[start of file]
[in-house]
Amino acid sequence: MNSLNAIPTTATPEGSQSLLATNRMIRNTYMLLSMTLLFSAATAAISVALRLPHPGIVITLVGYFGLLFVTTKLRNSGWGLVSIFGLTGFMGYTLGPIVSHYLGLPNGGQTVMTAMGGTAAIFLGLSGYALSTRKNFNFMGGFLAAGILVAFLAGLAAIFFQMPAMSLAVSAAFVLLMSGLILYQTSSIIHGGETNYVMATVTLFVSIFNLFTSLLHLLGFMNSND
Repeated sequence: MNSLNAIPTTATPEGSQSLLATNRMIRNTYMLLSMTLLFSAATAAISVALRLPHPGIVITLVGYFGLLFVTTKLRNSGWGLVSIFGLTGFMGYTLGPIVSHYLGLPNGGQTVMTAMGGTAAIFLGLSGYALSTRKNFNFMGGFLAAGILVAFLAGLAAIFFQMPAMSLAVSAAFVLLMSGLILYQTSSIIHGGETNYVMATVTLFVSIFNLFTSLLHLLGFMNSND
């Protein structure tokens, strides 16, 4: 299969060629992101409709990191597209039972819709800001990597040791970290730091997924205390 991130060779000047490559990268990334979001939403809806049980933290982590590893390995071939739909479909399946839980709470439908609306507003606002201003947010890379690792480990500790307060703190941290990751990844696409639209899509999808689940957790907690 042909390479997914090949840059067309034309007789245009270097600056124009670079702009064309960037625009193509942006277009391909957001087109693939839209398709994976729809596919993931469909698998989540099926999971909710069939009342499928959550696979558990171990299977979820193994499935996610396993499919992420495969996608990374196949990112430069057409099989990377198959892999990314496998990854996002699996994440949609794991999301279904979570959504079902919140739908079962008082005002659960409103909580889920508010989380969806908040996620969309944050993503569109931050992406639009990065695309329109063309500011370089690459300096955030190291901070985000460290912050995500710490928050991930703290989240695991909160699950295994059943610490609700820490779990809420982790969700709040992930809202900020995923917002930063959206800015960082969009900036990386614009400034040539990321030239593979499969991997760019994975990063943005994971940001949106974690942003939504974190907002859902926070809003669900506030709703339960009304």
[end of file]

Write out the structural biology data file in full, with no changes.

[in-house]
Amino acid sequence: MNSLNAIPTTATPEGSQSLLATNRMIRNTYMLLSMTLLFSAATAAISVALRLPHPGIVITLVGYFGLLFVTTKLRNSGWGLVSIFGLTGFMGYTLGPIVSHYLGLPNGGQTVMTAMGGTAAIFLGLSGYALSTRKNFNFMGGFLAAGILVAFLAGLAAIFFQMPAMSLAVSAAFVLLMSGLILYQTSSIIHGGETNYVMATVTLFVSIFNLFTSLLHLLGFMNSND
Repeated sequence: MNSLNAIPTTATPEGSQSLLATNRMIRNTYMLLSMTLLFSAATAAISVALRLPHPGIVITLVGYFGLLFVTTKLRNSGWGLVSIFGLTGFMGYTLGPIVSHYLGLPNGGQTVMTAMGGTAAIFLGLSGYALSTRKNFNFMGGFLAAGILVAFLAGLAAIFFQMPAMSLAVSAAFVLLMSGLILYQTSSIIHGGETNYVMATVTLFVSIFNLFTSLLHLLGFMNSND
């Protein structure tokens, strides 16, 4: 299969060629992101409709990191597209039972819709800001990597040791970290730091997924205390 991130060779000047490559990268990334979001939403809806049980933290982590590893390995071939739909479909399946839980709470439908609306507003606002201003947010890379690792480990500790307060703190941290990751990844696409639209899509999808689940957790907690 042909390479997914090949840059067309034309007789245009270097600056124009670079702009064309960037625009193509942006277009391909957001087109693939839209398709994976729809596919993931469909698998989540099926999971909710069939009342499928959550696979558990171990299977979820193994499935996610396993499919992420495969996608990374196949990112430069057409099989990377198959892999990314496998990854996002699996994440949609794991999301279904979570959504079902919140739908079962008082005002659960409103909580889920508010989380969806908040996620969309944050993503569109931050992406639009990065695309329109063309500011370089690459300096955030190291901070985000460290912050995500710490928050991930703290989240695991909160699950295994059943610490609700820490779990809420982790969700709040992930809202900020995923917002930063959206800015960082969009900036990386614009400034040539990321030239593979499969991997760019994975990063943005994971940001949106974690942003939504974190907002859902926070809003669900506030709703339960009304």